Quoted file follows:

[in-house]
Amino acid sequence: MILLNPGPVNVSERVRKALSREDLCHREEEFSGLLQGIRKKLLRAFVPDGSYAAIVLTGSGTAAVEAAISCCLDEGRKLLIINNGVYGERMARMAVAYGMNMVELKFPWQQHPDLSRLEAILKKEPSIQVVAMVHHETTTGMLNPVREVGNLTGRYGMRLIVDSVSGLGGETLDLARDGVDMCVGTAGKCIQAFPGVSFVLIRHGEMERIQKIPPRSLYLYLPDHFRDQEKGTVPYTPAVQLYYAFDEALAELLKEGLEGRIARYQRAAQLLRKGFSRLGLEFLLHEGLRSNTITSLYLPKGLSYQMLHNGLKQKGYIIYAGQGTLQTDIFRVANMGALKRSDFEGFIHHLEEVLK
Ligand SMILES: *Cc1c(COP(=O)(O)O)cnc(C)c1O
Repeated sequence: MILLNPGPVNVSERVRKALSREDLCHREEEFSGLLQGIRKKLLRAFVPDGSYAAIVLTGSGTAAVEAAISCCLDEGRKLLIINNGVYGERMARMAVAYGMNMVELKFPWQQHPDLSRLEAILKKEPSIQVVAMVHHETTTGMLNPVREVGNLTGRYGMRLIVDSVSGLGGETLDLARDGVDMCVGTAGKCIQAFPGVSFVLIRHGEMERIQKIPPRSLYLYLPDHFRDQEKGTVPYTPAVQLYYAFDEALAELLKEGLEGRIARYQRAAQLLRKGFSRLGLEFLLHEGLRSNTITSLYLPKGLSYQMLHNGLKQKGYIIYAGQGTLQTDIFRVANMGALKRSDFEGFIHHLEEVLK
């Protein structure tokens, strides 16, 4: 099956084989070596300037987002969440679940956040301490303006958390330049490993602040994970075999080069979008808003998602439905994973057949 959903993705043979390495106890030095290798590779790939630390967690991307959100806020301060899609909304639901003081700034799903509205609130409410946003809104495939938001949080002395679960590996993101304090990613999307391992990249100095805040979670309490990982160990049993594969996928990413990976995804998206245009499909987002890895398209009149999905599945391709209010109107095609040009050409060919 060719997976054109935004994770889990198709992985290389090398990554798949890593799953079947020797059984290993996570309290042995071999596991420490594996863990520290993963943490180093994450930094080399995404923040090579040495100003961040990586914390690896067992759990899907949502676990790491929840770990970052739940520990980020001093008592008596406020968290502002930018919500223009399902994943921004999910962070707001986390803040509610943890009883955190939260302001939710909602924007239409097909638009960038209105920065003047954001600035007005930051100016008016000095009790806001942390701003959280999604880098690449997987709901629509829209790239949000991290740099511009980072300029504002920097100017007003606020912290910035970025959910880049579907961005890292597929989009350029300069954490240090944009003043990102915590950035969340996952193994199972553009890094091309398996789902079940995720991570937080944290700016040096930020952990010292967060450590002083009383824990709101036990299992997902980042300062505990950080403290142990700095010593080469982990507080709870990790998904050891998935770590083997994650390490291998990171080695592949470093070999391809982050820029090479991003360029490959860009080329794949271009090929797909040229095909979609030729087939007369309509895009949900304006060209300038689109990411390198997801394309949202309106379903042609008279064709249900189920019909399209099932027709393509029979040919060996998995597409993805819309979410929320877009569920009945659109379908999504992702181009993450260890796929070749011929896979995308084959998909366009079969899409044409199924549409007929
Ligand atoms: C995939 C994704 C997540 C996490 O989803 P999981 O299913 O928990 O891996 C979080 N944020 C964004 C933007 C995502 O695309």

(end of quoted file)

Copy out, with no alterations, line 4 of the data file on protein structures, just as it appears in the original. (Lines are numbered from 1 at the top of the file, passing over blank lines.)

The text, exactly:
Repeated sequence: MILLNPGPVNVSERVRKALSREDLCHREEEFSGLLQGIRKKLLRAFVPDGSYAAIVLTGSGTAAVEAAISCCLDEGRKLLIINNGVYGERMARMAVAYGMNMVELKFPWQQHPDLSRLEAILKKEPSIQVVAMVHHETTTGMLNPVREVGNLTGRYGMRLIVDSVSGLGGETLDLARDGVDMCVGTAGKCIQAFPGVSFVLIRHGEMERIQKIPPRSLYLYLPDHFRDQEKGTVPYTPAVQLYYAFDEALAELLKEGLEGRIARYQRAAQLLRKGFSRLGLEFLLHEGLRSNTITSLYLPKGLSYQMLHNGLKQKGYIIYAGQGTLQTDIFRVANMGALKRSDFEGFIHHLEEVLK